Across the board, all the top 10 performing hotels were able to hold their departmental expenses under the average for all hotels.  This was especially noticeable in the full-service category.  The top performing full-service properties bettered the overall average profit margin by 15 percentage points.  Ten of these percentage points were gained by controlling their departmental expenses.

To be profitable, any business must also watch their overhead expenses.  Frequently, these expenses do not directly contribute to the generation of revenue for the business, and therefore, are difficult to measure in terms of payback.

In the hotel industry, administrative and general expenses cover such costs as the salary and wages for the general and manager and their staff, accounting fees, security costs, credit card commissions, and human resources.  Across the board, the top performing hotels in all categories were able to control their administrative and general expenses.  Measured as both a percentage of revenue and on a dollar-per-available room basis, the top performers achieved administrative and general expense margins well below the overall averages.

Marketing expenses are also classified as an undistributed item.  But most managers would gladly spend more, rather than less, on marketing.  Once again, the achievements of the top performers appear to be counterintuitive.  Marketing expenditures by the top performers, measured as a percent of revenue, were all less than the overall averages for all property types.  Even when measured on a dollar-per-available room basis, marketing expenditures for the top performing full-service and limited-service properties were short of the overall average expenditures.  Apparently, the top performers were more efficient in the marketing of their properties.  Remember, these hotels also achieved occupancies and ADRs greater than the overall averages.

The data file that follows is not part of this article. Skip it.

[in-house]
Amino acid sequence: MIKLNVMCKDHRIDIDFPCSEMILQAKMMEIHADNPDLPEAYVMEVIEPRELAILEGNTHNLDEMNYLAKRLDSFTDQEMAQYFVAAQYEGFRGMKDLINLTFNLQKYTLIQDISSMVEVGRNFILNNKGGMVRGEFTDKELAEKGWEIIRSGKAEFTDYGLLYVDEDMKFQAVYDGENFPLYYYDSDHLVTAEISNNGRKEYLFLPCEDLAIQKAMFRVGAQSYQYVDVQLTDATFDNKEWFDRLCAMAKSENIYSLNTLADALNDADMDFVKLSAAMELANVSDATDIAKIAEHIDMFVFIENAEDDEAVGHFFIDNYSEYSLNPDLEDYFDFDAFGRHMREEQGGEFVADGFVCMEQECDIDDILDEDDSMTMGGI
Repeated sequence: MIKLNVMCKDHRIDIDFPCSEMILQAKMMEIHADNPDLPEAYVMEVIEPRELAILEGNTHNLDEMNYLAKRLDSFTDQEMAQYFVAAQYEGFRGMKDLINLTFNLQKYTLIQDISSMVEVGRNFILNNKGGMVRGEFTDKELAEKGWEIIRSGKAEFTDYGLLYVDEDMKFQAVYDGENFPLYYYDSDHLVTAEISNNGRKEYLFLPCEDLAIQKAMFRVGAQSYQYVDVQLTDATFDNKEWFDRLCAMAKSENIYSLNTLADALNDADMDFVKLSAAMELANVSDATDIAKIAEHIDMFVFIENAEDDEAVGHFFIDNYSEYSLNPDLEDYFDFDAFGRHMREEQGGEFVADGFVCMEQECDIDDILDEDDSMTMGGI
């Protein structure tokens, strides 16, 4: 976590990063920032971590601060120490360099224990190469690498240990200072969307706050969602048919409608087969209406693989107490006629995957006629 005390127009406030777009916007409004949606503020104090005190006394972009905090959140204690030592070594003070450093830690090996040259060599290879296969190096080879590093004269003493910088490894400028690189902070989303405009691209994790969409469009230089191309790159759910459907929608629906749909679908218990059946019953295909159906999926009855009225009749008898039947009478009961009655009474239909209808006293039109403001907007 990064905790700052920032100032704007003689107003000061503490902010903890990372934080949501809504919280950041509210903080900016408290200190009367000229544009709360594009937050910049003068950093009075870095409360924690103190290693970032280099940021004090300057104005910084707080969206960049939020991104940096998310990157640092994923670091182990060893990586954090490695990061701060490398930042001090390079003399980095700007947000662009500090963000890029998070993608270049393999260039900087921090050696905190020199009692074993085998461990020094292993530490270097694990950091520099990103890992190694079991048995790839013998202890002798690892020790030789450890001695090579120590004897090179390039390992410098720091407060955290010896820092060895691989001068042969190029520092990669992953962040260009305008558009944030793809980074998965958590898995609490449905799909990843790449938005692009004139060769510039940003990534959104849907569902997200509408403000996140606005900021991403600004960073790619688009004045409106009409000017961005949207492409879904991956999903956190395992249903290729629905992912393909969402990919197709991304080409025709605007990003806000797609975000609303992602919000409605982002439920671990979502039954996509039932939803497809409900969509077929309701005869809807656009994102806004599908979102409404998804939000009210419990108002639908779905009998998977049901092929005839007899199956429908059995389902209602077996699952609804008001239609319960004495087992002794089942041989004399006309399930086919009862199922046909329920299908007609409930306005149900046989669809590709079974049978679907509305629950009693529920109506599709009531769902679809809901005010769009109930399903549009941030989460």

Creativity Counts

What brings success to any individual hotel is a wide variety of controllable and uncontrollable factors.  Some are internal, while others are external.  And, as stated before, return-on-investment is the ultimate measure of success, and control on the investment side is just as critical as any operational techniques.

The lessons to be learned from this analysis is that hotel operators need to challenge conventional wisdom.  Do you really need those extra rooms?  How are you spending your marketing dollars?  What level of food and beverage service do I really need to offer my guests?

Creativity is often the catalyst of success in business.  In the hotel industry, we often rely on tried and true methods of operation.  How many hotel rooms look alike?  Do your organizational charts carry the same titles as all other hotels?  Maybe it is time to be different.  To put down the cookie-cutter.  Maybe it is time to be more profitable.
 
 

What Makes a Hotel Profitable?
Top Ten Percent Profit Margin by Property Type
Number of Rooms Total REVPAR Profit* PAR Profit* Margin Rooms Revenue as a % of Total Revenue Occupancy A.D.R.
All-Suites
Top 10% 131 $32,036 $17,011 53.1% 93.9% 77.2% $106.70
All 185 34,415 15,831 46.0% 87.0% 75.3% 109.98
Limited-Service 
Top 10% 80 19,012 10,818 56.9% 95.1% 74.1% 67.79
All 109 27,785 10,836 39.0% 94.0% 68.0% 58.48
Full-Service
Top 10% 226 38,526 16,258 42.2% 75.4% 75.7% 106.03
All 250 40,648 10,975 27.0% 63.0% 70.7% 100.09
Note: * Income before capital reserve, rent, debt service, income taxes, depreciation, and amortization.
Source: PKF Consulting
--
Patrick Quek is president and CEO of PKF Consulting, an international hospitality consulting firm headquartered in San Francisco.
 
* * *
 
For additional information contact 
Robert Mandelbaum at the firm:
email rmandel@pkfc.com
PKF Consulting
3391 Peachtree Road
Suite 420
Atlanta, GA  30326
phone  (404) 842-1150
fax  (404) 842-1165